In mountain biking and other sports the most “talented” or “gifted” athlete is rarely the most successful. At the higher levels of competition most competitors have a similar combination of skill, talent and fitness. To out-perform competitors, you must be tougher than them. James E. Loehr, Ed.D, world renowned sports psychologist states, “Toughness is the ability to perform toward the upper range of your talent and skill regardless of competitive circumstances”. If you are not racing to your potential it is time to get tough.
Being tough sets you for peak performance on race day. Ever have your focus and confidence slip away on race day because of a previous crash, injury or the weather? How did you perform that day? My guess is you probably didn’t race up to your potential. Have you ever had a weaker and/or less skilled rider beat you? Those are painful examples of not being tough. To have peak performance, you must reach what my snowboard coach called your “optimal performance state.” This is the level of focus, arousal, relaxation, and confidence where you perform best. Tough athletes can reach this state consistently and quickly return to it after a mistake or let down.
I consider Nicolas Vouilloz and Julie Furtado two of the toughest mountain bike racers. Nico faced very skilled competitors like Steve Peat, Nathan Rennie and Cedric Gracia. Week after week, he was able to out perform them. The same can be said for Julie Furtado. Her competitors Alison Sydor, Susan DeMattai and Paula Pezzo were all very strong riders, yet more often than not, Julie was on top of the podium. Julie and Nico didn’t simply dominate the competition by huge margins though; they won a lot of close races, had a few second and third places along with the occasional poor showing. What made them tough was their ability to be tough and come back from that rare bad race to win again.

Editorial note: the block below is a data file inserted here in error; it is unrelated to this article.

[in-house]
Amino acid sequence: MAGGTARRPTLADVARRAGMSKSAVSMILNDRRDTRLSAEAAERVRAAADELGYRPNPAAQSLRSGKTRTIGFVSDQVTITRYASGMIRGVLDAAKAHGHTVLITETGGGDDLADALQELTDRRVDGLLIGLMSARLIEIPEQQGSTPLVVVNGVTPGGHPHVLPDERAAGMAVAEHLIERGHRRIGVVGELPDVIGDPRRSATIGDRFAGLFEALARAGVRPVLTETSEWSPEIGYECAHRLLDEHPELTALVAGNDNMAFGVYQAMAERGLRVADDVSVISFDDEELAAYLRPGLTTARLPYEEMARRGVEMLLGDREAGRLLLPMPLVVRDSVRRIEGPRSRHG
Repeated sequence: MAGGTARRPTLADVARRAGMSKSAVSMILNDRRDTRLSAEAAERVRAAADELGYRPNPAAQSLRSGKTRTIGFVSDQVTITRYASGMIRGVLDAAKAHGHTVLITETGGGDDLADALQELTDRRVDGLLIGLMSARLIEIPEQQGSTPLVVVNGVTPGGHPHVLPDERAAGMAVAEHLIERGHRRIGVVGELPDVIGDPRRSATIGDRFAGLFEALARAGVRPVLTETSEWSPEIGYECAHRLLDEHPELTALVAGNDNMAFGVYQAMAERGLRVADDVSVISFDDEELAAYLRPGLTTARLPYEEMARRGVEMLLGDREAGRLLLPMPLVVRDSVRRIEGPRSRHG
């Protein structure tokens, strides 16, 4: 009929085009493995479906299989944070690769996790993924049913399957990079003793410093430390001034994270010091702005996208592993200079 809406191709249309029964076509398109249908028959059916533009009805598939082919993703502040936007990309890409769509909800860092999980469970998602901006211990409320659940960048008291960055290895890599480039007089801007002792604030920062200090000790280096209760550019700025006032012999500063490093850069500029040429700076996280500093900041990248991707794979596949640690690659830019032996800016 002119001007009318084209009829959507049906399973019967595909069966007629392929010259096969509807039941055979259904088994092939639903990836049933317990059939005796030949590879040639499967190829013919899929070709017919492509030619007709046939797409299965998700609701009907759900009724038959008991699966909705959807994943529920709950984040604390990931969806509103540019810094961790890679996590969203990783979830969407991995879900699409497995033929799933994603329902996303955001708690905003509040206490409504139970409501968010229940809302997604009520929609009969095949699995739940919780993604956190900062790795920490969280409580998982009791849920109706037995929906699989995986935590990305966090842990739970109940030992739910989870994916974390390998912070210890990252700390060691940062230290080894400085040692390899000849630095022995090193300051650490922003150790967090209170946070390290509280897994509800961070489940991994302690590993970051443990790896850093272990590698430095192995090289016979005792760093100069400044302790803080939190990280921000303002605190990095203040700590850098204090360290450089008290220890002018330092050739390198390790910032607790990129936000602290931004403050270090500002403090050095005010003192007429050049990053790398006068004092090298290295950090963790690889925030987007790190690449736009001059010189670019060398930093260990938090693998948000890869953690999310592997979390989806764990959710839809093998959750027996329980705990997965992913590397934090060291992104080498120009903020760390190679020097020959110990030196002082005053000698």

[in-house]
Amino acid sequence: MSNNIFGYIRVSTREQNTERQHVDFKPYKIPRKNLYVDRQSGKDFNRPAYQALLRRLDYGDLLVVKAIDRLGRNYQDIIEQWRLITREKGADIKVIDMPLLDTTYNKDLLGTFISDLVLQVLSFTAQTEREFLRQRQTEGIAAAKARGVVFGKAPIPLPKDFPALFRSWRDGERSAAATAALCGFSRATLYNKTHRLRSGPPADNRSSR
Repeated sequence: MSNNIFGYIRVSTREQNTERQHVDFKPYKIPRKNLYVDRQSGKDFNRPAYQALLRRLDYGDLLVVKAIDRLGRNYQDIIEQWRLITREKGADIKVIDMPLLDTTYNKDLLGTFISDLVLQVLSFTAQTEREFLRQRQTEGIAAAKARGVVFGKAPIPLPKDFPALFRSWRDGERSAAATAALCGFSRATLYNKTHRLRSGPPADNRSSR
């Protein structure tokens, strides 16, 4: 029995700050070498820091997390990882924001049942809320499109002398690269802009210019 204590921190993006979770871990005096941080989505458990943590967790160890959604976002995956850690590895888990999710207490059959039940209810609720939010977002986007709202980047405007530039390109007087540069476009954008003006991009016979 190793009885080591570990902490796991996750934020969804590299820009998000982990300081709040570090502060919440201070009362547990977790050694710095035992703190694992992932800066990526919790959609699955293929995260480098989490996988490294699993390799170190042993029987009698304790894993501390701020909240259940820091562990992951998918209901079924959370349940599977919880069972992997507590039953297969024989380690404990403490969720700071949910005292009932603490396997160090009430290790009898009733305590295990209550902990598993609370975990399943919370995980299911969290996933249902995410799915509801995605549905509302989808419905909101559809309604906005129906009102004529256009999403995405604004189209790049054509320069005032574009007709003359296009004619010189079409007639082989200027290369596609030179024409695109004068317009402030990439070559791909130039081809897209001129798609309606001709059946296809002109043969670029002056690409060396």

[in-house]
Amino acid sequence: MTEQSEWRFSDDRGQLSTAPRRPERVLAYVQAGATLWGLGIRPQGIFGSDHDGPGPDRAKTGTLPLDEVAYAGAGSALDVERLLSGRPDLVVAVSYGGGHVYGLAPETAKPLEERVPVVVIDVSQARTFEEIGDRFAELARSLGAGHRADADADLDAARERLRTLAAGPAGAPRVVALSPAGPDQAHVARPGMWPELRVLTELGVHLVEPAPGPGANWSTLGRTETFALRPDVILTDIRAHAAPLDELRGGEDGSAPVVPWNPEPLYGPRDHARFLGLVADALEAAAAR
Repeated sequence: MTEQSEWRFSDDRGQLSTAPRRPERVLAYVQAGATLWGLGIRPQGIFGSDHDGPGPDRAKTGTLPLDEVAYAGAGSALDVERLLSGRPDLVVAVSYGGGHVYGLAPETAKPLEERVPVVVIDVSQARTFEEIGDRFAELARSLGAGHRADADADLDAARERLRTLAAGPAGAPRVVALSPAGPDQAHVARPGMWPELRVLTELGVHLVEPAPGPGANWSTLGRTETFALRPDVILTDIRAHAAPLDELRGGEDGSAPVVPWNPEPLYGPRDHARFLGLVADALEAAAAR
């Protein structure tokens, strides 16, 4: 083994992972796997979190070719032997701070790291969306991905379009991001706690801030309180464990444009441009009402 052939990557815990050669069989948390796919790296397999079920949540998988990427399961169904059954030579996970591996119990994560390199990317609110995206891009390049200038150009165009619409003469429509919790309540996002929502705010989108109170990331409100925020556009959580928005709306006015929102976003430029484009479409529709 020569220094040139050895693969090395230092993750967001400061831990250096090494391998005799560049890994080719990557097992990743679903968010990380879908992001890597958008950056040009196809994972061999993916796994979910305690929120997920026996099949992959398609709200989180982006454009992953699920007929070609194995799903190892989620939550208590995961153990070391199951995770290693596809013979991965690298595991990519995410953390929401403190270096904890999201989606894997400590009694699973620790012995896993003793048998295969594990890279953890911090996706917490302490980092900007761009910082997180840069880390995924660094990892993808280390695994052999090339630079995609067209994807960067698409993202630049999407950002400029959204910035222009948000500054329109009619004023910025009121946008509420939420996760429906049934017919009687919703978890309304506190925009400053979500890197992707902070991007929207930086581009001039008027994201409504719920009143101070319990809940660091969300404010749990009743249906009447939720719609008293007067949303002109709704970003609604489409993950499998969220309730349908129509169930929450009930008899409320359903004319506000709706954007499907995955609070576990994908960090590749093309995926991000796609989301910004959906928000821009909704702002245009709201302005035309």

Consistently performing at your peak like Nico and Julie is easier said than done. Life tends to send you with falls, injuries, emotional upsets and the stress of trying to train 10 to 20 hours a week and balance that with a career and a social life. Creating a healthy balance between the rigors of training and life challenges is a must if you want to get tough. Being tough requires physical strength and stamina as well as mental and emotional flexibility.
It is hard to be tough when you are exhausted. Vince Lombardi said, “Fatigue makes cowards of us all.” He’s right—being fit, rested and ready for the challenge is very important. Most cross country racers are physically tough but some downhill racers could use improvement. Most downhill racers have trained their anaerobic system required for the five minute sprint of a typical downhill race, but they are often worn-out from the days of practice leading up to the race. To improve your ability to recover physically from training and racing be sure to develop a strong aerobic base in your training.
Controlling and using your emotions is an important element of toughness. Many different emotional states contribute to being able to perform at our best. Unfortunately, emotional stress takes away our focus and drive; emotions that have nothing to do with your competition like feeling sad because your dog passed away or feeling upset from a bad break up of a relationship can have a negative effect on your energy level. Dwelling on mistakes and negative self-talk lead to feelings of helplessness, despair and anger and put you in a less than optimal performance state. Being detached will protect you from emotional upset, but you will also miss out on the positive emotions that lead to and come from success. Emotional flexibility means being able to summon the emotions that you need to perform well while taking care of the ones that hold you back.